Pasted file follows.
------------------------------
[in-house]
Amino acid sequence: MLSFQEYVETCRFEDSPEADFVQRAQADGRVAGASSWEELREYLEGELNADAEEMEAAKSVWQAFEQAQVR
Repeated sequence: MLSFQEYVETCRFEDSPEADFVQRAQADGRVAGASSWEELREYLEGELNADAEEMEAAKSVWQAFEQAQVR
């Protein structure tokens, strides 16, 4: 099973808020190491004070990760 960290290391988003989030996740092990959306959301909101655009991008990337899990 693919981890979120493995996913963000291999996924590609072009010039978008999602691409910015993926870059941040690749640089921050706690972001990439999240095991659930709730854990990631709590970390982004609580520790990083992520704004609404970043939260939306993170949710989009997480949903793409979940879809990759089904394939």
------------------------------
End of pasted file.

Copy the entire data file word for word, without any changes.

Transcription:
[in-house]
Amino acid sequence: MLSFQEYVETCRFEDSPEADFVQRAQADGRVAGASSWEELREYLEGELNADAEEMEAAKSVWQAFEQAQVR
Repeated sequence: MLSFQEYVETCRFEDSPEADFVQRAQADGRVAGASSWEELREYLEGELNADAEEMEAAKSVWQAFEQAQVR
């Protein structure tokens, strides 16, 4: 099973808020190491004070990760 960290290391988003989030996740092990959306959301909101655009991008990337899990 693919981890979120493995996913963000291999996924590609072009010039978008999602691409910015993926870059941040690749640089921050706690972001990439999240095991659930709730854990990631709590970390982004609580520790990083992520704004609404970043939260939306993170949710989009997480949903793409979940879809990759089904394939």